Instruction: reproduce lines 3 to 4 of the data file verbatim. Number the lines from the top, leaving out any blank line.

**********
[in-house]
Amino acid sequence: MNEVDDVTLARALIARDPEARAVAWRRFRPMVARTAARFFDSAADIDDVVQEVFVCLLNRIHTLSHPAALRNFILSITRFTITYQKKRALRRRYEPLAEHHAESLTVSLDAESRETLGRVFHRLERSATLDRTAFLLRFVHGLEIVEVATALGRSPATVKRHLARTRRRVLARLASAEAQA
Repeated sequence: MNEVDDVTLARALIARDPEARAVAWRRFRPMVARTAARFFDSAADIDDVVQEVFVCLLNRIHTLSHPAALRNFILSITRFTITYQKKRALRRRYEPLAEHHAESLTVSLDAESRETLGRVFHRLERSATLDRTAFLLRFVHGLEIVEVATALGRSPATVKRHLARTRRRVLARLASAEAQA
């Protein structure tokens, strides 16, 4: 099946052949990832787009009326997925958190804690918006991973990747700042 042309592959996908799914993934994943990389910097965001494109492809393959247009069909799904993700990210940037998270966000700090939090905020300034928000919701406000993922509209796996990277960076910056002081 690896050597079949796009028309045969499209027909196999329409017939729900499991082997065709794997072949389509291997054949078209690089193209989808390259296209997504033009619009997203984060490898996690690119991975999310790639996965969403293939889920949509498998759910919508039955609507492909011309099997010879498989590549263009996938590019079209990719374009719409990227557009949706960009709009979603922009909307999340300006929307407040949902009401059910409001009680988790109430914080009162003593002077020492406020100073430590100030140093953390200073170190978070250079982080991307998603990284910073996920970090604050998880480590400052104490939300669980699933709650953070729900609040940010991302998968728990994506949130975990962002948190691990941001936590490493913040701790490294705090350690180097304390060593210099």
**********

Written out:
Repeated sequence: MNEVDDVTLARALIARDPEARAVAWRRFRPMVARTAARFFDSAADIDDVVQEVFVCLLNRIHTLSHPAALRNFILSITRFTITYQKKRALRRRYEPLAEHHAESLTVSLDAESRETLGRVFHRLERSATLDRTAFLLRFVHGLEIVEVATALGRSPATVKRHLARTRRRVLARLASAEAQA
């Protein structure tokens, strides 16, 4: 099946052949990832787009009326997925958190804690918006991973990747700042 042309592959996908799914993934994943990389910097965001494109492809393959247009069909799904993700990210940037998270966000700090939090905020300034928000919701406000993922509209796996990277960076910056002081 690896050597079949796009028309045969499209027909196999329409017939729900499991082997065709794997072949389509291997054949078209690089193209989808390259296209997504033009619009997203984060490898996690690119991975999310790639996965969403293939889920949509498998759910919508039955609507492909011309099997010879498989590549263009996938590019079209990719374009719409990227557009949706960009709009979603922009909307999340300006929307407040949902009401059910409001009680988790109430914080009162003593002077020492406020100073430590100030140093953390200073170190978070250079982080991307998603990284910073996920970090604050998880480590400052104490939300669980699933709650953070729900609040940010991302998968728990994506949130975990962002948190691990941001936590490493913040701790490294705090350690180097304390060593210099």